I don’t care about half the stuff I own. Sure, I enjoy observing particular items, interacting with action figures, or listening to albums. It’s just now we’re living in a society where photos of items can immediately be retrieved autonomously, action figures can either be repurchased easily or viewed in dynamic photographs, and albums are available for legal streaming. The message is no longer confined to the medium. Is the only problem purging that pesky 50%?
Can we really do whatever we want, or do we limit ourselves based on circumstances? Focusing within the realm of fiction, how much freedom do we truly have in telling stories? If I were to write the tale of John [left] and Trishna [right], comprising a majority segment of “The Story,” exactly as I wanted, would it sell? Would it matter? Is that why we tend to compromise, accept our fates, and don’t challenge ourselves?
Spoilers?: Minor (character brainstorming, perhaps)
WANNA READ A WINDING THOUGHT PIECE ABOUT FICTION AND REALITY? CLICK HERE TO KEEP ON READING!
It’s hard dealing with people in an idyllic world. If someone is rude in a polite world, it’s unfathomable! If you’ve encountered enough personal or professional experiences where people cheat their way to victory, then you can spot it quickly. “The Story” – an amalgamation of our world, truths, fiction, and imagination – is not idyllic. How readily can Trishna (left) and John (center) handle or even utilize liars, cheaters, and comical villains like Dr. Mindbender (right)?
Fitness isn’t universal. What works for me might not work for you. Within 6 months, I should return to my former apex of rowing hour-long sets, which is not something most people would enjoy. Instead of being frustrated over not being able to do that, focus on what you can do with what you have, for your intended results. I see rowing as a tool that can help me do what I want: more universal tasks.
I think we focus too much on what other people think about us. When I’ve felt awkward, it’s usually because I’m thinking too much about what people think of me while I’m doing something. It’s all in my head, too. No one ran up to me exclaiming that I shouldn’t photograph this sign. Most people wouldn’t even care. If they did, it’s only because I distracted their own focus. How can we overcome focus insecurity?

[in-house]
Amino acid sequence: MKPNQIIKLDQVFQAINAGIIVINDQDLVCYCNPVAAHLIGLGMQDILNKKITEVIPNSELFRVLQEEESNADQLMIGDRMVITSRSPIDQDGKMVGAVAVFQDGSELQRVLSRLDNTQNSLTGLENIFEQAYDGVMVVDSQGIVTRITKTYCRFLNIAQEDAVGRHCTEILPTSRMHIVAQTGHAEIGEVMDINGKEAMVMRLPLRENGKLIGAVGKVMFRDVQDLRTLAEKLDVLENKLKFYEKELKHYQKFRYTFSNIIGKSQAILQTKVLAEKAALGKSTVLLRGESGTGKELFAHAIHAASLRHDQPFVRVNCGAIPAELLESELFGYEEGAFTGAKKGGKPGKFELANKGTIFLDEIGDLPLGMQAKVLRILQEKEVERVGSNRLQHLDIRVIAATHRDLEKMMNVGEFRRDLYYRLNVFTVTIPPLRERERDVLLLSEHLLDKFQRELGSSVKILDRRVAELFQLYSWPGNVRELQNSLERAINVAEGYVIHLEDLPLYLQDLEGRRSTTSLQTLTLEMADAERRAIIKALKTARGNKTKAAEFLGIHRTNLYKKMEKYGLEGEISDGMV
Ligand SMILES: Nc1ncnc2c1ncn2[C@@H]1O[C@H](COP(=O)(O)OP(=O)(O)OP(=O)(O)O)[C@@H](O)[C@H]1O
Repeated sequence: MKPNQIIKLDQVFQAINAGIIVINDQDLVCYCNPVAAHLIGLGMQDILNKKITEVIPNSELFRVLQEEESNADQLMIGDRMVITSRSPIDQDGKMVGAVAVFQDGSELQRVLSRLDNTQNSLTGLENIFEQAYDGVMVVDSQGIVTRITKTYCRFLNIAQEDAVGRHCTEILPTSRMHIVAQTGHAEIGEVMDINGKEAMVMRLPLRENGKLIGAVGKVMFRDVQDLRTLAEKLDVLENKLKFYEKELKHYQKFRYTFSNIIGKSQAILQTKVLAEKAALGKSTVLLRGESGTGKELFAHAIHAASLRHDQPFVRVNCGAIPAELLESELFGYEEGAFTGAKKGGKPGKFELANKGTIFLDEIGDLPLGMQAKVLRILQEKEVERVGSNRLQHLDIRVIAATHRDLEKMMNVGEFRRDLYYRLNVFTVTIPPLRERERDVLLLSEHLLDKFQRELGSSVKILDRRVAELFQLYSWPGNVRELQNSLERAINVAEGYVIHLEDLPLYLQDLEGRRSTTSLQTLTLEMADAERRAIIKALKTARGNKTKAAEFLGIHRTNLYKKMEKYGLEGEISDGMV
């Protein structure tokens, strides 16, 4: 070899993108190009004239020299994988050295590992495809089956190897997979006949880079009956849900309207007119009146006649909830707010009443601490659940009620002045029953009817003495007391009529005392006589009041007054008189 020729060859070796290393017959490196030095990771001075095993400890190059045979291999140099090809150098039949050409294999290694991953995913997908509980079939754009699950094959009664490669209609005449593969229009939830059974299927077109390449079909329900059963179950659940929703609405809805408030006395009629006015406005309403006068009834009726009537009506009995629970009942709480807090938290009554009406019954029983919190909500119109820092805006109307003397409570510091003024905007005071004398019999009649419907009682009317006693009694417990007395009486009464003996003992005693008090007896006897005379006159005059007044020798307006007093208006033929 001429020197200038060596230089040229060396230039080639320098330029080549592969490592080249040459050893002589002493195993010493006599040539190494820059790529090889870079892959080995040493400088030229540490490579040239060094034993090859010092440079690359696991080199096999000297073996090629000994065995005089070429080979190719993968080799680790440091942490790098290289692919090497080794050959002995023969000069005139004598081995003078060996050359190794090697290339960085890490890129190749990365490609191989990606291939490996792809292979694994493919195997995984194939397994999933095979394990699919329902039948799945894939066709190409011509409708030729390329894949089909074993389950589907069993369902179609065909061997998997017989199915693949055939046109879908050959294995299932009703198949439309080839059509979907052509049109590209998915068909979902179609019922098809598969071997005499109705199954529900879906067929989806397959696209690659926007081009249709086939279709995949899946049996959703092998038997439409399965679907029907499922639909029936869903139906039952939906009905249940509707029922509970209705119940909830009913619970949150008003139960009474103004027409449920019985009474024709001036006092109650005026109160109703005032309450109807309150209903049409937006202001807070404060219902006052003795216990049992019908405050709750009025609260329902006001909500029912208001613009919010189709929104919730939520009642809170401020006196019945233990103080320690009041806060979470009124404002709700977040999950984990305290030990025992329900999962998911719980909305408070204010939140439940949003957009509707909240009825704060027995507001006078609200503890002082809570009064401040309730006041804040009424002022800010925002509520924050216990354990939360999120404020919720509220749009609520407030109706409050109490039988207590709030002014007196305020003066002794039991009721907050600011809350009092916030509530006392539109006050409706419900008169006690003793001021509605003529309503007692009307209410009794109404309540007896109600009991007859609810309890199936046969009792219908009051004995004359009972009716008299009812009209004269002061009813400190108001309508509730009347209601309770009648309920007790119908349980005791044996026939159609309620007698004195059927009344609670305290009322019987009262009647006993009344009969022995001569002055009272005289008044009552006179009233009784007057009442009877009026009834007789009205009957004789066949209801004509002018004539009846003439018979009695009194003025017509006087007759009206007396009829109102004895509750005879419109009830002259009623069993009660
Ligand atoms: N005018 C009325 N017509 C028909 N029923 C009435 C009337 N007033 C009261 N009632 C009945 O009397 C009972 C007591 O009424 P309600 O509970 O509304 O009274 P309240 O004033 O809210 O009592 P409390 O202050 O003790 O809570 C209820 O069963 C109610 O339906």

Fiction fascinates me most when characters face impossible odds and sometimes overcome them. Heroes vanquishing villains, people confronting their demons, or even overcoming common problems. The more we relate and invest in these characters, the harder it is to see them battered around. I’ve cared about John and Trishna [center] for over 15 years now. How far will I break them when I write “The Story?” Will I need to break myself in the process?
Spoiler Warning Scale: Minor (brainstorming about conflict)
WANNA READ ABOUT BREAKING DOWN CHARACTERS FROM THE APPROACH OF HOW WE BUILD THEM UP IN TERMS OF RELATING TO THEM? CLICK HERE TO KEEP ON READING!
Self-worth seems to come and go. There are days I’m on top of the world, feeling like everything is fitting into place, and my efforts are moving me miles toward my goals. Then some days… no matter what I try, it seems like I’m stuck in place. When those days happen for me, or when I notice it in others, I say, “let’s have a cup” of coffee or tea to sort it all out.
I used to consider other people’s opinions of me when considering my self worth. If the group liked me, then I liked me. If a group had a problem with me, then I needed to address that along with nine unrelated problems. On the surface, that should be easy to identify as false, yet we all do it. If there’s one thing I can stress in the realm of self-confidence, it’s this:
Trust in yourself!
Whether or not you’re weighed down by material possessions may depend on your perception of their usefulness as tools. I find value in tools that I haven’t used in four months, like Dr. Mindbender here, or even four years. Others may find hindrance with those older tools. Let’s explore the material perceptions of the main characters of “The Story,” since Trishna (left) grew up in a decently comfortable middle-class family and John starkly did not.
Spoiler Warning Scale: Minor (backstory, general worldbuilding, and something sexy)
WANNA SEE HOW FAR THE INTRODUCTORY DEBATE GOES? CLICK HERE TO KEEP ON READING!
Vendors at Renton City Retro told me about Seattle’s hidden collecting secret for the last twenty-two* years: Lake City Toy Show. Unlike the more mainstream retro show that had videogames, action figures, and other fun activities, this was where you’d find anything more obscure. Cool for serious collectors. How about for everyone else? If you were in the area for the car show, or happened through town in the early afternoon, was there anything worthwhile?